Foreign Model

Foreign Students

I spent a semester abroad. I'm sure it's much easier for international students to adjust to America. What do they think of studying here?

You ask about international travelers in America with the benefit of having lived abroad. This country has greater wealth, more support systems, more civil rights, a better educational system, etc. Foreign students must have an easy time over here. Here's what they think.

Moving to an American university is a major undertaking for an international student. The internet offers photos and video for dorm housing or off-campus condos for sale or rent. Upon arrival at college, the student already knows what to expect for accommodations.

The first semester at college in the U.S. is usually quite overwhelming for foreign students. There are huge challenges and a large culture gap, especially for those from Asian nations. There will be an immediate impact for many students experiencing their first western country. The great thing about America is that it is a melting pot of different nations, especially on campus, so students are never alone.

New assignments are often a struggle for international students who have never dealt with our system. Compiling lengthy and detailed assignments using research papers and academic references is a challenge on its own. If you have never written in such depth before or English is your second language, you will find these difficult. Fortunately, many colleges do offer assistance and have reading and writing centers to help.

New subjects are also a challenge for foreign students. Many colleges require a series of general education classes, regardless of your major. Some international students are perplexed as to why they have to study history for example, if their degree is in engineering. Extra classes provide exposure to topics that you would not normally study and this can be quite a shock to international students.

New professors with different teaching methods can be a surprise for those from overseas. Learning in other countries, especially in Asia, tends to be by rote, read and repeat and do not question. In the west, our education system is more interactive, lecturers will encourage active participation, and learning is a collaborative experience. Being able to approach professors is a big cultural difference, in many countries teaching is a hands-off experience.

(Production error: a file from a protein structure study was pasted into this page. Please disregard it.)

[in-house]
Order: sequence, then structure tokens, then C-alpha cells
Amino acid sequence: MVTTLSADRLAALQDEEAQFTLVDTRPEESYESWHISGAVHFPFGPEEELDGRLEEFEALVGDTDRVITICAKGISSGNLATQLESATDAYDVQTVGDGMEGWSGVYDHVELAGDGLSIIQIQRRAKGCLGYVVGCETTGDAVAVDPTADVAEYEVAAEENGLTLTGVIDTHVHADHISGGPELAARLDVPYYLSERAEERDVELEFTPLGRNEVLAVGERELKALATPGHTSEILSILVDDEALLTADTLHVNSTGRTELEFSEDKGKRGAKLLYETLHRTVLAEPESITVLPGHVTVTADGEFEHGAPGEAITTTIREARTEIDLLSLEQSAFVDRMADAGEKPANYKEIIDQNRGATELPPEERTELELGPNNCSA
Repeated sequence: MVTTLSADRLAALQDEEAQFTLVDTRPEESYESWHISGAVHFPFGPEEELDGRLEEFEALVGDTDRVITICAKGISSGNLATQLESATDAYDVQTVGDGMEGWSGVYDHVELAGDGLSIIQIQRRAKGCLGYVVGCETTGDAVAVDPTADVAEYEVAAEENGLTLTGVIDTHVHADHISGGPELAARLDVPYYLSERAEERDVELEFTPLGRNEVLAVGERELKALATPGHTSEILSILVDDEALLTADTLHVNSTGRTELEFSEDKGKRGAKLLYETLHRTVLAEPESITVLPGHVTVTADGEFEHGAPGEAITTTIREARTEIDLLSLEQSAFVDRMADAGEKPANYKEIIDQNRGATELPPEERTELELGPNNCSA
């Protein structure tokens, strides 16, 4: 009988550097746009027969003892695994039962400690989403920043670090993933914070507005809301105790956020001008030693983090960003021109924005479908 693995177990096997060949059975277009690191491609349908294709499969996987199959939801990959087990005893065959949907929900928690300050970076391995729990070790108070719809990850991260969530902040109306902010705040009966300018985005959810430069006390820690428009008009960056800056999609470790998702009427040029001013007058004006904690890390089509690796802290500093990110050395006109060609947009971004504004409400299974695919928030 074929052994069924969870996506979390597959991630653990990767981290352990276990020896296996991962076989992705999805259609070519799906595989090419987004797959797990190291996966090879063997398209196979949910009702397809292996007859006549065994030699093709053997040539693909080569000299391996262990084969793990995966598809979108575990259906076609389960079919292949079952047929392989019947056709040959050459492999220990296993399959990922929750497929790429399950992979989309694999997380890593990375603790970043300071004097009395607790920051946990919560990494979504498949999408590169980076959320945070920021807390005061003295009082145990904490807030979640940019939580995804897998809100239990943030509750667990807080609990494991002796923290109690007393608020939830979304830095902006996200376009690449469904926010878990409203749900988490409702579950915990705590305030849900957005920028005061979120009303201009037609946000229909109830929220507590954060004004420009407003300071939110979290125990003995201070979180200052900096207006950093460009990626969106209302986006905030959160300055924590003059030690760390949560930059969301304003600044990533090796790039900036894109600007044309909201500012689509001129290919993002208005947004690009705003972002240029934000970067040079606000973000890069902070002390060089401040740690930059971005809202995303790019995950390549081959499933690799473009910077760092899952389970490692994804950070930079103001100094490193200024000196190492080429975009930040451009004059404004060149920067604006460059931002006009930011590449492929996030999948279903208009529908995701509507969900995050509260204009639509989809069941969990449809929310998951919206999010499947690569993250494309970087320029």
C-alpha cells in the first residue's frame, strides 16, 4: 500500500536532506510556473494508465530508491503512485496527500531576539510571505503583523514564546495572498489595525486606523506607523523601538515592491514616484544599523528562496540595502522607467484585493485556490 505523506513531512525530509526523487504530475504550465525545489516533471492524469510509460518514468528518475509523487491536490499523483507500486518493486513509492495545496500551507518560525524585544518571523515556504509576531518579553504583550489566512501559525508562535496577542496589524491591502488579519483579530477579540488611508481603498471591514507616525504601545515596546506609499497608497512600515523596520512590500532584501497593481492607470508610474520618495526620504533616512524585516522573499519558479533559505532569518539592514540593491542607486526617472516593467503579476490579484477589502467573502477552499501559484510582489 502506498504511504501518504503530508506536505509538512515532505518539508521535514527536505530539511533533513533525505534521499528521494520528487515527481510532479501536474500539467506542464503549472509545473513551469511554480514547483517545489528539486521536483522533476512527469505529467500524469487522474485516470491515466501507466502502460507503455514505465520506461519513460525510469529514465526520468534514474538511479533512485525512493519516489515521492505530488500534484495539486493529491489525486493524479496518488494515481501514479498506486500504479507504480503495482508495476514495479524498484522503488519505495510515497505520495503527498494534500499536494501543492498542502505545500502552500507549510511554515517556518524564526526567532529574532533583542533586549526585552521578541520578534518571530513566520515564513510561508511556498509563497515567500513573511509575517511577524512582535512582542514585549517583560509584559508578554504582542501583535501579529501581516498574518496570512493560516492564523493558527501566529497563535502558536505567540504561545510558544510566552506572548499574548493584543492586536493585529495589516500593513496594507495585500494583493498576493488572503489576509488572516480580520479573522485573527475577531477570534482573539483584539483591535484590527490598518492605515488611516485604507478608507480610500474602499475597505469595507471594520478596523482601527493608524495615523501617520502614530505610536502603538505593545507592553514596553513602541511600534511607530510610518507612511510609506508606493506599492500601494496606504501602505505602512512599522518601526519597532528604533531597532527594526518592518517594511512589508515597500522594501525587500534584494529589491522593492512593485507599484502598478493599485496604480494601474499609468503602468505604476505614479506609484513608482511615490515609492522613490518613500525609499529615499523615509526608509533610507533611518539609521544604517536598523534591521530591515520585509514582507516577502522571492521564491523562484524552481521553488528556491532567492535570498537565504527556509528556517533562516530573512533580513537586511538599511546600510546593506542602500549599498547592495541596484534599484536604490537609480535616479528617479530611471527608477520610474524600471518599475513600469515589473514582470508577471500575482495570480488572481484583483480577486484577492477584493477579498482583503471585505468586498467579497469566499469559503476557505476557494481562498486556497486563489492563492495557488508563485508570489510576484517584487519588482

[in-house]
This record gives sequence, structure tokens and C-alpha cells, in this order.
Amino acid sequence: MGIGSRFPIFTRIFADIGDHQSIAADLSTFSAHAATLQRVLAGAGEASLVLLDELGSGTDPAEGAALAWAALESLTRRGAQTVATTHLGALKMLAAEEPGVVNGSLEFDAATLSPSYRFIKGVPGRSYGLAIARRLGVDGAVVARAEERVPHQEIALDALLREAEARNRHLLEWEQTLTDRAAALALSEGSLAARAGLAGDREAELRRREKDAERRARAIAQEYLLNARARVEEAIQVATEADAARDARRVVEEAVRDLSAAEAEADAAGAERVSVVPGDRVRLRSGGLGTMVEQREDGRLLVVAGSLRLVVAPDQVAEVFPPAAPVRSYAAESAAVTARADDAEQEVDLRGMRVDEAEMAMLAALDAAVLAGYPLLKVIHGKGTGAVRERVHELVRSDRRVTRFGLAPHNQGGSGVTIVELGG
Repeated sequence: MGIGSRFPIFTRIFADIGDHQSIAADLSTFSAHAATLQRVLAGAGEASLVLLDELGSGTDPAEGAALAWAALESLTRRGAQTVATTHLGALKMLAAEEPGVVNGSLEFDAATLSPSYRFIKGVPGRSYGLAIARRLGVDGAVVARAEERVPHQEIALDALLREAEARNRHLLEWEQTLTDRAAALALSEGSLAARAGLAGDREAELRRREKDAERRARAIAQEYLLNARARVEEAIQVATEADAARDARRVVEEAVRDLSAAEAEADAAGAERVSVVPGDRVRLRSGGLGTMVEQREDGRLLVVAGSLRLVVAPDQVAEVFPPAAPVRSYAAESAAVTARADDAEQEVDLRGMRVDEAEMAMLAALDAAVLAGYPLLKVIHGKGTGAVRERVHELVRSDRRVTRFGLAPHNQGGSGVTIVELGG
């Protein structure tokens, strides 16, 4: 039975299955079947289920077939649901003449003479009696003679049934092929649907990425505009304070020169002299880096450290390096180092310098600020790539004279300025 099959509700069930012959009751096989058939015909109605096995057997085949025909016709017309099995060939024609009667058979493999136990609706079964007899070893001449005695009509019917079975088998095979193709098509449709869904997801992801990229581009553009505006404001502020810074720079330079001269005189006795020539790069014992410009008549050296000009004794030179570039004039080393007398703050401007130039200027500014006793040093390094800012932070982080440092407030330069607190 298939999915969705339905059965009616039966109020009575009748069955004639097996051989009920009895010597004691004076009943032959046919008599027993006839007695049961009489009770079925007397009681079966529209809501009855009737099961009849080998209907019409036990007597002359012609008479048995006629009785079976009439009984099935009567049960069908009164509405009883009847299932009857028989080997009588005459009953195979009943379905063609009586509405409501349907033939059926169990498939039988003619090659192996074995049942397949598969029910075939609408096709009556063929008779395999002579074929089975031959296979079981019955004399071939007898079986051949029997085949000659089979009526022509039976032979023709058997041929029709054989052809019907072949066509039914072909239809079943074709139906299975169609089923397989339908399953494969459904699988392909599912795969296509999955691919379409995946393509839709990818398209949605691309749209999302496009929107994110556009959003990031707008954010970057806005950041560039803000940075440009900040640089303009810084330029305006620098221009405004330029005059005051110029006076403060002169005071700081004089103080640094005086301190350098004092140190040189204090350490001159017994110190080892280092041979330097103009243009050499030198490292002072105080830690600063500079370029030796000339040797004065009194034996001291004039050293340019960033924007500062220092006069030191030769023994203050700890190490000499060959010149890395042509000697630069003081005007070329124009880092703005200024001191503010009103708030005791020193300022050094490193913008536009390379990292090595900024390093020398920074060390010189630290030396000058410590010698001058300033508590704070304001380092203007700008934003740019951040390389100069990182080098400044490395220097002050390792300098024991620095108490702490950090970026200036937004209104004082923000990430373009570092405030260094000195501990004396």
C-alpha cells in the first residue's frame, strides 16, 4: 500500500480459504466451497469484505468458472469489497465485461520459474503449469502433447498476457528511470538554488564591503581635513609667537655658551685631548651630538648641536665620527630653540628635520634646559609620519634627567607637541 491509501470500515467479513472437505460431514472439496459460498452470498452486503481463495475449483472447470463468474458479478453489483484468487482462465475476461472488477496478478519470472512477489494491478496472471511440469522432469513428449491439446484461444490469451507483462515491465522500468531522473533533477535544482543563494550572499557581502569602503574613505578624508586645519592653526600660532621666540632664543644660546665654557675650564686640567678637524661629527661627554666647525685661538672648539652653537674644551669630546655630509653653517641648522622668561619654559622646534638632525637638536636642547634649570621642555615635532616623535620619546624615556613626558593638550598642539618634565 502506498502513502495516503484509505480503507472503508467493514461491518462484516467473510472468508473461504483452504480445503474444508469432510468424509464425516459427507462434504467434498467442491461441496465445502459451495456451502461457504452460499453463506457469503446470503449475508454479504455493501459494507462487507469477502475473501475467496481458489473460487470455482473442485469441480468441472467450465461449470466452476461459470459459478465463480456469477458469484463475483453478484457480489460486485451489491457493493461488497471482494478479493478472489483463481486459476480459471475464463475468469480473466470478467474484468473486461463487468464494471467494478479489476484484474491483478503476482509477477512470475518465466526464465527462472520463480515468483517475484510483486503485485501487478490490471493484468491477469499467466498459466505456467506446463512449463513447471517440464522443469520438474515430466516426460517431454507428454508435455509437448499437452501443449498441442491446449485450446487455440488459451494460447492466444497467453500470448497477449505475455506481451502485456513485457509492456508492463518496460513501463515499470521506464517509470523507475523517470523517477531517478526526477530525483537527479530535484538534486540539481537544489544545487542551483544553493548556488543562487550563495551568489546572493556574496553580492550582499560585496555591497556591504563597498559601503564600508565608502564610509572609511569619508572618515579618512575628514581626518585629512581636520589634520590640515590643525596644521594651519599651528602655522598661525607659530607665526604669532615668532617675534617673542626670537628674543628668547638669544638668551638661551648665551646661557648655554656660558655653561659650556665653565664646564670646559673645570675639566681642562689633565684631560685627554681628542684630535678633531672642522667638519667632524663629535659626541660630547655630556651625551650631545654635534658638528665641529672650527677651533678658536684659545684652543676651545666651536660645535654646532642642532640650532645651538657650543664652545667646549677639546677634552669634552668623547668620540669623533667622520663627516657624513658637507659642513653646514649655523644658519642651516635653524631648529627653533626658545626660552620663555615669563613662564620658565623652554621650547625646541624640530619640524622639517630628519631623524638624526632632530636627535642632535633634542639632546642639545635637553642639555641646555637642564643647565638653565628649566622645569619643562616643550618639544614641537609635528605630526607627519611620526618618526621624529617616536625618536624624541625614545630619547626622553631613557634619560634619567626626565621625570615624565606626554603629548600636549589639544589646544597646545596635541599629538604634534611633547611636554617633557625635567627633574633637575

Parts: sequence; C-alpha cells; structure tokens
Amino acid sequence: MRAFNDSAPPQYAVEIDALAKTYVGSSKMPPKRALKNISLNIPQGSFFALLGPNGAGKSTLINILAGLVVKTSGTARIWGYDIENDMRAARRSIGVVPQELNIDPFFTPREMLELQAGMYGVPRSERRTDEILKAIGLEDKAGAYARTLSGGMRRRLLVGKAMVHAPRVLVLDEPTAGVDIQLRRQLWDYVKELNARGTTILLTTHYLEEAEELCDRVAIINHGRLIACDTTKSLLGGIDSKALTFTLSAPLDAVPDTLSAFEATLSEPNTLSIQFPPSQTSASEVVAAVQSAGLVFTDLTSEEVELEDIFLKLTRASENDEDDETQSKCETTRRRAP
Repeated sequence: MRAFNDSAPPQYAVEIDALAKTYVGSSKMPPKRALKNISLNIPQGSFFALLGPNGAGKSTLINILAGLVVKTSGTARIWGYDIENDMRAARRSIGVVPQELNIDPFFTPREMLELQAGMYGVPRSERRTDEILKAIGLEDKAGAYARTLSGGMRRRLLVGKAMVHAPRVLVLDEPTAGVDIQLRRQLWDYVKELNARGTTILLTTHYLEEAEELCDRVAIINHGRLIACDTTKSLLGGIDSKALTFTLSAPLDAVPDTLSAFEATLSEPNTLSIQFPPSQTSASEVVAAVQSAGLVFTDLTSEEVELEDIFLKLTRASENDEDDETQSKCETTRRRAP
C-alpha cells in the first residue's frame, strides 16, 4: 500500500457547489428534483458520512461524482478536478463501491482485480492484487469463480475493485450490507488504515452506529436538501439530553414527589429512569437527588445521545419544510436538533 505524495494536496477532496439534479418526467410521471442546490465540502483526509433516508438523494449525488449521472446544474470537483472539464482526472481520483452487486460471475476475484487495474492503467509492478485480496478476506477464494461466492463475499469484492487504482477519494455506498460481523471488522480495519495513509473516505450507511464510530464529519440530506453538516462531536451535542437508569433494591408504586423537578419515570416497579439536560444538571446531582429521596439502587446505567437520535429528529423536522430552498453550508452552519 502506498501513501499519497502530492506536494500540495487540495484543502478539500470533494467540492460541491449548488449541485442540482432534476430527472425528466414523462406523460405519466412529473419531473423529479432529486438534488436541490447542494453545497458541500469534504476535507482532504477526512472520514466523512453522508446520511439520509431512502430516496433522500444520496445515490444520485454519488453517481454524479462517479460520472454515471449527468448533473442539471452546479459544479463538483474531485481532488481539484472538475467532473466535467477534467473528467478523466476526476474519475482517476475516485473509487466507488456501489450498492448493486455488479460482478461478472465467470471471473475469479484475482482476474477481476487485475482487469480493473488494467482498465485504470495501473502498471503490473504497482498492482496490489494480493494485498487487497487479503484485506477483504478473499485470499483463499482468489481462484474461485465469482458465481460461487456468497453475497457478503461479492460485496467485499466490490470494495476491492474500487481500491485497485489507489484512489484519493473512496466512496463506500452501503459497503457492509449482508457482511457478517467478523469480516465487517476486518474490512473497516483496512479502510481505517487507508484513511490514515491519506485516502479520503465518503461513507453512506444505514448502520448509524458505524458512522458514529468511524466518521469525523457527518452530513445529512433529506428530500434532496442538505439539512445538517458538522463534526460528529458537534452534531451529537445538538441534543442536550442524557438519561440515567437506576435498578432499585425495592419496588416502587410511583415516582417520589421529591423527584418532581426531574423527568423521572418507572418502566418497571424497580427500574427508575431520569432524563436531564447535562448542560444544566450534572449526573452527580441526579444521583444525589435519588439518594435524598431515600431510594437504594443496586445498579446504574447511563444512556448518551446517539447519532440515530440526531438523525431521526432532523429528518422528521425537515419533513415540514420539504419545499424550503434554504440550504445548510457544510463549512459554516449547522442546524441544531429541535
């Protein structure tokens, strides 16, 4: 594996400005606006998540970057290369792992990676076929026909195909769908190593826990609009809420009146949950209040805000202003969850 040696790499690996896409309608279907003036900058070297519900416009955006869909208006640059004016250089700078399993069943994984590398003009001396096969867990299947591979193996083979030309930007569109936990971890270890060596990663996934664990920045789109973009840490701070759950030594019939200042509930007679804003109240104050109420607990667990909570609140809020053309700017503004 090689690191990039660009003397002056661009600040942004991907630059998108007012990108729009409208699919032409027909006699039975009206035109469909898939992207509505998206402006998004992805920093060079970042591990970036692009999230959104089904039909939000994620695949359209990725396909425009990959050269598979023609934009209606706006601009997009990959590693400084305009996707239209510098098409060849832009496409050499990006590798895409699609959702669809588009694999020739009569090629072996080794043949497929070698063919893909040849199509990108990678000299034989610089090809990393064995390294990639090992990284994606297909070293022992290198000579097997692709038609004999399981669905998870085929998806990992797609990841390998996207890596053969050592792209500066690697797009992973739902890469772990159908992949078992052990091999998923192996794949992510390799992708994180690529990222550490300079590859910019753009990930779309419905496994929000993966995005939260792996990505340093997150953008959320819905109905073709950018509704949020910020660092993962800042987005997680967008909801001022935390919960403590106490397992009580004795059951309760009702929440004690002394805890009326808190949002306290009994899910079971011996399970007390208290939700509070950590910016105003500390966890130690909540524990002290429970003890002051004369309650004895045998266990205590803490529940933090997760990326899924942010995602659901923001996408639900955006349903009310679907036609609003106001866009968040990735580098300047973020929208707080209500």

A huge part of college life is the social scene. Many international students are not used to this and integration can be a struggle. Building friendships and relationships is difficult, more so if you're from overseas. Most colleges have plenty of activities and clubs to facilitate social interaction between fellow students.

This rise in affluence in Asia has led directly to more discretionary dollars for select international students. The shopping experience here is unmatched abroad. Since these students come by air, they often have to shop for everything the typical domestic student brings from home. Many plan to live in the U.S. longer than their 4-year college program, so they may find self-storage units to warehouse some choice possessions, until they move out of college.

The change in diet will affect pretty much every foreigner visiting here. Cuisine varies greatly between countries and the typical freshman diet will cause weight gain from junk food. Colleges do offer support, such as wellness, health centers and nutrition advice, all available on campus.

Safety can also pose a surprising issue for foreign students. They do not recognize the same visual cues that Americans have learned about traffic rules, neighborhoods, people, food, etc. Foreign students can easily obtain a license to drive in the U.S. With our traffic system of right-hand-side driving, foreign drivers can easily find themselves confused.

One thing that unites a great deal of international students, though, is their love of the U.S., once they've settled in.

There are no foreign lands. It is the traveler only who is foreign - Robert Louis Stevenson.

(Suzanne Hite is a former publications editor serving the technology services sector).

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